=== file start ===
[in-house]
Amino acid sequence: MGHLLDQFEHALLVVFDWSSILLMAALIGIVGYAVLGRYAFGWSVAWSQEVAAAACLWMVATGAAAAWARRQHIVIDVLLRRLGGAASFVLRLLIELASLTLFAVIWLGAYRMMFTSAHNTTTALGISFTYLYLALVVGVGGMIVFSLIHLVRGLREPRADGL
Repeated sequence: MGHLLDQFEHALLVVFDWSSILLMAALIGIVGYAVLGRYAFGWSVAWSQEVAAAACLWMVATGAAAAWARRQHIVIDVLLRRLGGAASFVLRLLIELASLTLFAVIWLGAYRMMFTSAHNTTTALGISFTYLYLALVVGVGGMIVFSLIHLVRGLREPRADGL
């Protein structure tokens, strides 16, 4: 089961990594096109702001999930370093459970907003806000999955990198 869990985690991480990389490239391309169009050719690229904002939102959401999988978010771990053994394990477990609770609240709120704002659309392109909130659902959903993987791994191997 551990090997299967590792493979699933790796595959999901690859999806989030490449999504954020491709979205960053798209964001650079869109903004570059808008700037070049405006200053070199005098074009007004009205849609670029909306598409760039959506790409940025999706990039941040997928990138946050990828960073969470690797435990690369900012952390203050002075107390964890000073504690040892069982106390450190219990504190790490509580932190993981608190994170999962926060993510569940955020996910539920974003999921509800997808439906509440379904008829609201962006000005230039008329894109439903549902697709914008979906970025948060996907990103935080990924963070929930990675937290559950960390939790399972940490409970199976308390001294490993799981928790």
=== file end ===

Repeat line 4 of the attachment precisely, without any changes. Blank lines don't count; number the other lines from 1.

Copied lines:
């Protein structure tokens, strides 16, 4: 089961990594096109702001999930370093459970907003806000999955990198 869990985690991480990389490239391309169009050719690229904002939102959401999988978010771990053994394990477990609770609240709120704002659309392109909130659902959903993987791994191997 551990090997299967590792493979699933790796595959999901690859999806989030490449999504954020491709979205960053798209964001650079869109903004570059808008700037070049405006200053070199005098074009007004009205849609670029909306598409760039959506790409940025999706990039941040997928990138946050990828960073969470690797435990690369900012952390203050002075107390964890000073504690040892069982106390450190219990504190790490509580932190993981608190994170999962926060993510569940955020996910539920974003999921509800997808439906509440379904008829609201962006000005230039008329894109439903549902697709914008979906970025948060996907990103935080990924963070929930990675937290559950960390939790399972940490409970199976308390001294490993799981928790």